Sync Framework Glossary

This glossary lists and defines Microsoft Sync Framework concepts and terminology.

Terminology

batching

The process of sending changes in small groups instead of in a one-shot transfer of the data in its entirety.

change unit

The minimal unit of change tracking in a store. Change units are contained in an item, such as name and address fields in a contact item. In change propagation, only the change units that are changed must be sent. In conflict detection, only changes to the same change unit are considered a conflict.

client

A service, application, or device that wants to integrate into the Sync Framework architecture.

clock vector

A replica key/tick count pair that represents updates to a replica. Any change that occurs between 0 and the tick count is contained in the vector.

conflict resolution method

The method that is used to determine which change is written to the store if there is a conflict. Typical conflict resolution methods are as follows: last writer wins, source wins, destination wins, custom, or deferred. For custom resolution, the resolving application reads the conflict from the conflict log and selects a resolution. For deferred resolution, the conflict is logged together with the conflicting change data and the made-with knowledge of the change.

consistency unit

The minimal unit of consistency. Because all changes that have the same consistency unit are sent together, synchronization can never be interrupted when only part of a consistency unit is applied.

flexible identifier

An identifier that is assigned to various synchronization entities, such as replicas. The identifier can be of fixed or variable length.

global identifier

A unique identifier that is assigned to a data item. The identifier must be unique across all clients. A global identifier is a flexible identifier and so can be any format. However, the format is typically a GUID and an 8-byte prefix.

item

A unit of data or metadata that is being synchronized. A typical item of data might be a file or record, whereas a typical item of metadata might be a knowledge item.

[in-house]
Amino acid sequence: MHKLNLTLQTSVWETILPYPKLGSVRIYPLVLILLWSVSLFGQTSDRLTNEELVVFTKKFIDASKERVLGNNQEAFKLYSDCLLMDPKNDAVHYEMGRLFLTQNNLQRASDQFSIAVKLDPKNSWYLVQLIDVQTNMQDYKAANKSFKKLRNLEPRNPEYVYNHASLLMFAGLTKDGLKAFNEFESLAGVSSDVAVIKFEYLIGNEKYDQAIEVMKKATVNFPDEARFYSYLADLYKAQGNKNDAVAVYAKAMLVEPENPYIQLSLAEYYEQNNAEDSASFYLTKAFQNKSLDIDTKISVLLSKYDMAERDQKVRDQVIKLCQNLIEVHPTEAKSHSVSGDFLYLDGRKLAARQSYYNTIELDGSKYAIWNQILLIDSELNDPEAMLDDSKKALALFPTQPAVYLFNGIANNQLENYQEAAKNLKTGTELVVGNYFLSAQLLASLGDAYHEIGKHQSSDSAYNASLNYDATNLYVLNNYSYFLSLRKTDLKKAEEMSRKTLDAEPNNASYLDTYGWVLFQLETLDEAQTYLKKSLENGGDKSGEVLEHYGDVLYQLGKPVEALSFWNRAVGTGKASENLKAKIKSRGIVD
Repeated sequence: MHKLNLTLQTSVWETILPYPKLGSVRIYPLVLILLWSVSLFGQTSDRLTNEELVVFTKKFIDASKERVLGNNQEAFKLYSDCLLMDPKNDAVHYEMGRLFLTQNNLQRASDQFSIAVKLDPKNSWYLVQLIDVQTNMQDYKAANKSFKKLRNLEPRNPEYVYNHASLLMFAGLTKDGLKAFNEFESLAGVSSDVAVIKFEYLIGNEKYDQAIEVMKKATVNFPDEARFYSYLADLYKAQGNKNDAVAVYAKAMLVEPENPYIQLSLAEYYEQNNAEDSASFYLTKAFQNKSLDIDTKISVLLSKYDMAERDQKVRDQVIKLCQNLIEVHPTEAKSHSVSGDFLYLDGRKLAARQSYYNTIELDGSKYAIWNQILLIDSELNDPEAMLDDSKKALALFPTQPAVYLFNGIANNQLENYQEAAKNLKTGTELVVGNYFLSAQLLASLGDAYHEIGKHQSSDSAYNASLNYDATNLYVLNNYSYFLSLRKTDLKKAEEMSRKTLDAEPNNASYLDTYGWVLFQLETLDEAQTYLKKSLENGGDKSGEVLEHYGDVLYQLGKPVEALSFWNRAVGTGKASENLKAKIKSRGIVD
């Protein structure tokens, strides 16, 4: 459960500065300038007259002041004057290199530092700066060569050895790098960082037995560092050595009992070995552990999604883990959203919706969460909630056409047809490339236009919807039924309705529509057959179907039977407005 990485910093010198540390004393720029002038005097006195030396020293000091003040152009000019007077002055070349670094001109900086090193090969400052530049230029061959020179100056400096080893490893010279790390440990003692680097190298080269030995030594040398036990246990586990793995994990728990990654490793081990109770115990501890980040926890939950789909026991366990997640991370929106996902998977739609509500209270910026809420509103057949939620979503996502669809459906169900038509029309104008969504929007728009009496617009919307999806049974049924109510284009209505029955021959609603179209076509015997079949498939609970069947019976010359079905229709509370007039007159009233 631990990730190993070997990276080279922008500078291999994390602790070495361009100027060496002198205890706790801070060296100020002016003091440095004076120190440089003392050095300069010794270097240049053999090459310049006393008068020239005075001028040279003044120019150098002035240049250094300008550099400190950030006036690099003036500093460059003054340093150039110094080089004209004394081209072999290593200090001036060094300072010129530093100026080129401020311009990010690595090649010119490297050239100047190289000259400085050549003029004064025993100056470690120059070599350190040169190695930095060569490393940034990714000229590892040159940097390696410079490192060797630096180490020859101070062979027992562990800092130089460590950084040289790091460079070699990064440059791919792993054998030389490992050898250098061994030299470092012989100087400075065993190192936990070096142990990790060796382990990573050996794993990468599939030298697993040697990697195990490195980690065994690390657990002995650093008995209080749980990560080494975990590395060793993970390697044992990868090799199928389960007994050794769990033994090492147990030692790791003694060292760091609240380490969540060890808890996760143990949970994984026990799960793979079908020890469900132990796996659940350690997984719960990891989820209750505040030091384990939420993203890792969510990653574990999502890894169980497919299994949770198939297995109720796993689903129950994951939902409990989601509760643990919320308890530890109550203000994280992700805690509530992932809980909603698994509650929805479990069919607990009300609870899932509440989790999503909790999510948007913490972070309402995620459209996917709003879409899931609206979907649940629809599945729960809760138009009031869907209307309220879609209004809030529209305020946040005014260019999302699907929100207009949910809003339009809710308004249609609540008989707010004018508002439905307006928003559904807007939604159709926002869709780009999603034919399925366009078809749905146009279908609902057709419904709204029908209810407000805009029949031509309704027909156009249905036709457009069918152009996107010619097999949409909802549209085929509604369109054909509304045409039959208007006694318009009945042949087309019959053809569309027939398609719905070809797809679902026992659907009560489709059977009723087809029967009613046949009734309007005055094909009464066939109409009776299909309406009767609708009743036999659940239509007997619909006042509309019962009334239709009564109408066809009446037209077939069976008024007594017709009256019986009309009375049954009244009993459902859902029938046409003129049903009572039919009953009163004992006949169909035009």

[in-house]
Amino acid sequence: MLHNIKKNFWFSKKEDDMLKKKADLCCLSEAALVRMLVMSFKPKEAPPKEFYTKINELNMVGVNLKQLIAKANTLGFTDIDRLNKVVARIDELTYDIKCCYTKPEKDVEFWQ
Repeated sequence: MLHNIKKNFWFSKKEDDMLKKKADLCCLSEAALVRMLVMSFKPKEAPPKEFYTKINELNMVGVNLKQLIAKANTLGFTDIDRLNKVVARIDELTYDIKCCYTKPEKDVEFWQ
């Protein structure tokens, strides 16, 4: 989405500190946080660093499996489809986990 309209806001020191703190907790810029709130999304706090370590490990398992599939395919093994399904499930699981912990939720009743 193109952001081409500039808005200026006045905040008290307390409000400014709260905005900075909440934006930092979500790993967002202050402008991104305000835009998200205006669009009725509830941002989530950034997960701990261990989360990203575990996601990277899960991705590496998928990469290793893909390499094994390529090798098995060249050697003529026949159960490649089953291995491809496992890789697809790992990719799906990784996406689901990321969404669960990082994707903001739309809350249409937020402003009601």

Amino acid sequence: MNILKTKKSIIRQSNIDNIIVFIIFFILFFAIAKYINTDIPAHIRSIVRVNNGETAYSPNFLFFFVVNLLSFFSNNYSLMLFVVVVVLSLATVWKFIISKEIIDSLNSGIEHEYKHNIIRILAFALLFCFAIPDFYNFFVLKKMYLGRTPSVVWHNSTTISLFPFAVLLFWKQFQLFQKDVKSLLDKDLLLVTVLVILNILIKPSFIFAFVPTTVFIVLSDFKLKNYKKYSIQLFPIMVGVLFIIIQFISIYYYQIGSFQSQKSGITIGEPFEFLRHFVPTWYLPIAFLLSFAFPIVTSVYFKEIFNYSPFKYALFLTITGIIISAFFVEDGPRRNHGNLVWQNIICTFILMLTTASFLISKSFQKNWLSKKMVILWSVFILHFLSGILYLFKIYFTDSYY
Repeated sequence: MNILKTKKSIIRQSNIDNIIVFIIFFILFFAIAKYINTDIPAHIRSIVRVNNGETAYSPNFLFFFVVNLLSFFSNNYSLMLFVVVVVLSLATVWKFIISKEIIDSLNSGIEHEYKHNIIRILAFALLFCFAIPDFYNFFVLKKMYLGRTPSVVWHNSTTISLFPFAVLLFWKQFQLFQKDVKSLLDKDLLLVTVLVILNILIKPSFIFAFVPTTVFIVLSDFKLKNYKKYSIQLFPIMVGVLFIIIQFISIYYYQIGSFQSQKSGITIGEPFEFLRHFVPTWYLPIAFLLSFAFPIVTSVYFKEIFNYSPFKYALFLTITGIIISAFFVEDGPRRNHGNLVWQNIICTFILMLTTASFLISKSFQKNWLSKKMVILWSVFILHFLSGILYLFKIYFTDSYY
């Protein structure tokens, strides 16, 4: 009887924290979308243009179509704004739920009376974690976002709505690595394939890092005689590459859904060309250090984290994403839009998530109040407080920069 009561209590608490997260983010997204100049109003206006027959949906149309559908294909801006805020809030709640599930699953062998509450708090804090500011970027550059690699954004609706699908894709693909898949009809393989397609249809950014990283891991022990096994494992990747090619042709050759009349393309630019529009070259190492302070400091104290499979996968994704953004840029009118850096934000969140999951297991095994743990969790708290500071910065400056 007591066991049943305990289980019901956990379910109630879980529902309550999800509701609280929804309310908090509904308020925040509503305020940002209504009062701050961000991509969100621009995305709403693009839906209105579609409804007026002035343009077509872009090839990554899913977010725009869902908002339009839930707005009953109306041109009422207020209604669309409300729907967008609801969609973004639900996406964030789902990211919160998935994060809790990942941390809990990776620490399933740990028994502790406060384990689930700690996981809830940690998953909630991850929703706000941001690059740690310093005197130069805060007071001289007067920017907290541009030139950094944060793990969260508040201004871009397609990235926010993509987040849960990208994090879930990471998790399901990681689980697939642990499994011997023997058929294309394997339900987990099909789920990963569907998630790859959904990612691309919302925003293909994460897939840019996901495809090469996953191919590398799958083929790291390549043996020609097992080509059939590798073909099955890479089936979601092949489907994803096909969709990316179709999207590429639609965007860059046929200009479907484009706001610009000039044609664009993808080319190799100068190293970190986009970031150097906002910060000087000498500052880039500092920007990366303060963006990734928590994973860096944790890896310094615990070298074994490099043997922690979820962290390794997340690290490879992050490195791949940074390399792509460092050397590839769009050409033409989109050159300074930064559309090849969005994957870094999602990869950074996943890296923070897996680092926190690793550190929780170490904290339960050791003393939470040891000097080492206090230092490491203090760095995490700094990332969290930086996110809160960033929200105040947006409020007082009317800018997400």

made-with knowledge

The current knowledge of a source replica, to be used in conflict detection. Made-with knowledge answers the question: What did you know when you made these changes?

learned knowledge

The current knowledge of a source replica about a specific set of changes, and the logged conflicts of that replica. Learned knowledge answers the question: What will I learn when I apply this batch of changes?

knowledge

The metadata that is maintained by each participant that describes all the changes it has seen. In its simplest form, known as a watermark, a knowledge item is a clock vector that consists of pairs of replica keys and replica tick counts.

participant

A provider and its associated replica.

range

A set of continuous item identifiers to which the same clock vector applies. A range is represented by a starting point, an ending point, and a clock vector that applies to all IDs that are in between.

replica

A particular repository of information to be synchronized.

replica ID

A value that uniquely identifies a replica.

replica key

A 4-byte value that maps to a replica ID in a replica key map.

scope

The set of data that is being synchronized.

synchronization application

A software component, such as a personal information manager or music database, that hosts a synchronization session and invokes synchronization providers to synchronize different data stores.

synchronization community

A set of replicas that keep their data synchronized with one another.

synchronization provider

A software component that represents a replica for synchronization. When acting as a source, it enumerates changes from its replica. When acting as a destination, it applies changes to its replica. For data format mismatch, it performs any necessary schema transformation.

synchronization session

A unidirectional synchronization in which the source provider enumerates its changes and sends them to the destination provider, which applies them to its store.

tick count

A monotonically increasing number that is specific to a replica and combined with a replica key to make a version.

tombstone

A marker that is used to represent an item that has been deleted. A tombstone is used to track deleted items and prevent their reintroduction into the synchronization community.

version

Metadata that identifies a revision to an item. It consists of the replica key and the replica tick count for the item.

See Also

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